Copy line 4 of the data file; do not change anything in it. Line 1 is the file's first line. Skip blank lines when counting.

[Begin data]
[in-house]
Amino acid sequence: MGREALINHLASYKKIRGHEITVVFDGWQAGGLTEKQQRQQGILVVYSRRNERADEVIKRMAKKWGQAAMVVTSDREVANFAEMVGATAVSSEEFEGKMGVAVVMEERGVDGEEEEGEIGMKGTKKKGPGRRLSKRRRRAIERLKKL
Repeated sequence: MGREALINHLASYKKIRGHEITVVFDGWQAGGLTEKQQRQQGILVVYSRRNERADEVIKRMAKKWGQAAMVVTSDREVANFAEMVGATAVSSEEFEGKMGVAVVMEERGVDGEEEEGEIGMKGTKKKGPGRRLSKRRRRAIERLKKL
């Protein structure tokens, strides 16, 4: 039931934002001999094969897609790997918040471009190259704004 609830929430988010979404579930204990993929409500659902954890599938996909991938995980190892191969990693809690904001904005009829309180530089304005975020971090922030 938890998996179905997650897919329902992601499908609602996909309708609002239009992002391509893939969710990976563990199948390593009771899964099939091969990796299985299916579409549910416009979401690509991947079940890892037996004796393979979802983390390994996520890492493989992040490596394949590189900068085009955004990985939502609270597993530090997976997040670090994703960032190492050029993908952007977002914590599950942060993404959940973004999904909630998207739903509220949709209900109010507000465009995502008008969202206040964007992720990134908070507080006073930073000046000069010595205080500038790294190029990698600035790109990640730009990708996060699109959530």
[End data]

């Protein structure tokens, strides 16, 4: 039931934002001999094969897609790997918040471009190259704004 609830929430988010979404579930204990993929409500659902954890599938996909991938995980190892191969990693809690904001904005009829309180530089304005975020971090922030 938890998996179905997650897919329902992601499908609602996909309708609002239009992002391509893939969710990976563990199948390593009771899964099939091969990796299985299916579409549910416009979401690509991947079940890892037996004796393979979802983390390994996520890492493989992040490596394949590189900068085009955004990985939502609270597993530090997976997040670090994703960032190492050029993908952007977002914590599950942060993404959940973004999904909630998207739903509220949709209900109010507000465009995502008008969202206040964007992720990134908070507080006073930073000046000069010595205080500038790294190029990698600035790109990640730009990708996060699109959530």